Hard Reviews
by Martin Popoff

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Fresh Metal

Nevermore - Dead Heart In A Dead World
(Century Media)

Accept went from two guitars to one, just Wolf, for an album and you couldn't really tell. But Nevermore is down to Jeff Loomis after the drift of Tim Calvert into family life, and that fact, combined with a mountainous axe tone from new producer Andy Sneap, has made this band sharper, more focused, more immediate. The plan this time was to chop and change the band's grand designs into more memorable, chorus-strong mini suites, and that too has helped a 10 band retained their 10 status with a shift that lightens their step just a quarter ounce, if you get my drift. Again this universally respected act has created what in my mind, is the only viable form of power metal, recalling the bite of early Savatage, corroded and exploded by Sneap, taking grand and high by Warrel and his twisted psychological lyrics, a canon that blurs self-help to self-hurt, literature to a stockpile of metal emotions, crazy pie-skied concepts to bitchin' street talk. And geez, does Loomis come up with the barbed wire riffs to match, Narcosynthesis, Inside Four Walls and Engines Of Hate grabbing the throat of Machine Head and saying 'look what you had and threw away!' Ultimately however, Nevermore's feat is really creating metal that is old, olden, ripped apart, locked back together, reactionary and futuristic at once, this collided mash of pure metal scrapetones that miraculously sound fresh while coming measuredly to life through the genre's everlasting handmade tools.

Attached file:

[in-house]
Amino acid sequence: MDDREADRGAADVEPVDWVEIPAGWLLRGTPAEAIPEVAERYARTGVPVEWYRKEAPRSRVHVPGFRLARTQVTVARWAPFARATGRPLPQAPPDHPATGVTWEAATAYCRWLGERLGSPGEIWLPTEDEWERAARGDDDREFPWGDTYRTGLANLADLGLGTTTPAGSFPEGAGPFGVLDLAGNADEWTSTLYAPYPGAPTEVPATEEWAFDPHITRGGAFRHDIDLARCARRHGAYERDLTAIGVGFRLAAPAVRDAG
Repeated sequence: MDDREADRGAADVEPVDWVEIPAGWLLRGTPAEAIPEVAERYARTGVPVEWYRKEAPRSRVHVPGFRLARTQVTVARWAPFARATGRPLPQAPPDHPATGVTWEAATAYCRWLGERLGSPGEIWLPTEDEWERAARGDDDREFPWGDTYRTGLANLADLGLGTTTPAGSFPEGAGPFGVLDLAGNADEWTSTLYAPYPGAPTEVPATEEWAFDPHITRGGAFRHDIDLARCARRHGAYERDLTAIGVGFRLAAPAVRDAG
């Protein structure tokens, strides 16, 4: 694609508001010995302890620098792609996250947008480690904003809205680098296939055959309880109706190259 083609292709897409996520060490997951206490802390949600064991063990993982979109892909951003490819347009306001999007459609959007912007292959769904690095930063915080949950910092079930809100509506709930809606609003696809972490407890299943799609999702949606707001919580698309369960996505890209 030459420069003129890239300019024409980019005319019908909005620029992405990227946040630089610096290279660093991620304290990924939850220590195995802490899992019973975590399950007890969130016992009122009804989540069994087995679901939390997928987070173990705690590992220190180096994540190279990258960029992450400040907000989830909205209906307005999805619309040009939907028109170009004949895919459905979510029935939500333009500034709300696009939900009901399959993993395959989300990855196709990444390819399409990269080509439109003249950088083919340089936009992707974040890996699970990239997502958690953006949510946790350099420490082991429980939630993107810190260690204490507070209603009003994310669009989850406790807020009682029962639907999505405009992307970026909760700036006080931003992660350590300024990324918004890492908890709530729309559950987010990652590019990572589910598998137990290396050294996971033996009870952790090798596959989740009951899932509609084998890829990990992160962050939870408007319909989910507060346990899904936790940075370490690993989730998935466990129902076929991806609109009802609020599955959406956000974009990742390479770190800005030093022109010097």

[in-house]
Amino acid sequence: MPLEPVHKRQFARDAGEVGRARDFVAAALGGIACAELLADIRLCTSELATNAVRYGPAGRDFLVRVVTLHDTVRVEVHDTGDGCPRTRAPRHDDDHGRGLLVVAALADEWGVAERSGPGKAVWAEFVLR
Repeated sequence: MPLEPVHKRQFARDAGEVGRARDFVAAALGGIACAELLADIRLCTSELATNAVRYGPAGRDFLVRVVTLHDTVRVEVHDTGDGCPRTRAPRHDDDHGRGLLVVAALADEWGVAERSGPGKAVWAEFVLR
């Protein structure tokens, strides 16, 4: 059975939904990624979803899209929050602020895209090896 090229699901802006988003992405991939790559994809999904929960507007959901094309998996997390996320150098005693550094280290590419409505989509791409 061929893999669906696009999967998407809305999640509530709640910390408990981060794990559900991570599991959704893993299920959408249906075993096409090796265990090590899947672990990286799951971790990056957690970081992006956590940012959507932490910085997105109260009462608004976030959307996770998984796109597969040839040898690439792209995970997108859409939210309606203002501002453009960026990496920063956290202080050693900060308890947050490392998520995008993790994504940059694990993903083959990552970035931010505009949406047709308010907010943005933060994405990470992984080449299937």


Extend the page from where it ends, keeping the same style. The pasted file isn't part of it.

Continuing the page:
Rating 10

Sammy Hagar - Ten 13
(Universal)

The guy's left a new, sunny impression on me over the last couple of interviews we've had. That's not to say I didn't join in the chorus of boos for his last couple albums though. Still I was pleased more than a total bystander when I heard him thump "this is my heaviest record since Standing Hampton!" (huh?!). Anyway, the guitars are back, the voice is intact and robust, the production like a clean, refreshing stinger on the face. The songs? Well this is Sam, and once the guy shows who he is, or possibly the affable sun god he wishes us to see, you can't hold him to artistic standards much higher than Kiss or Crue or Poison. It's all on the surface, which is maybe where real living happens, and the vague irritation at his predictable moves dissipates at the easy invitation to join his world. Compared to Slash, this is primary school, and of course, even Slash isn't exactly Radiohead. Ten 13 needs repeated plays and it quietly requests them. If you relent and consent, you may find yourself begrudgingly happy, even more so when you realize few these days dare to make such clear, evident, optimistic, even giddy rock music.
Rating 7

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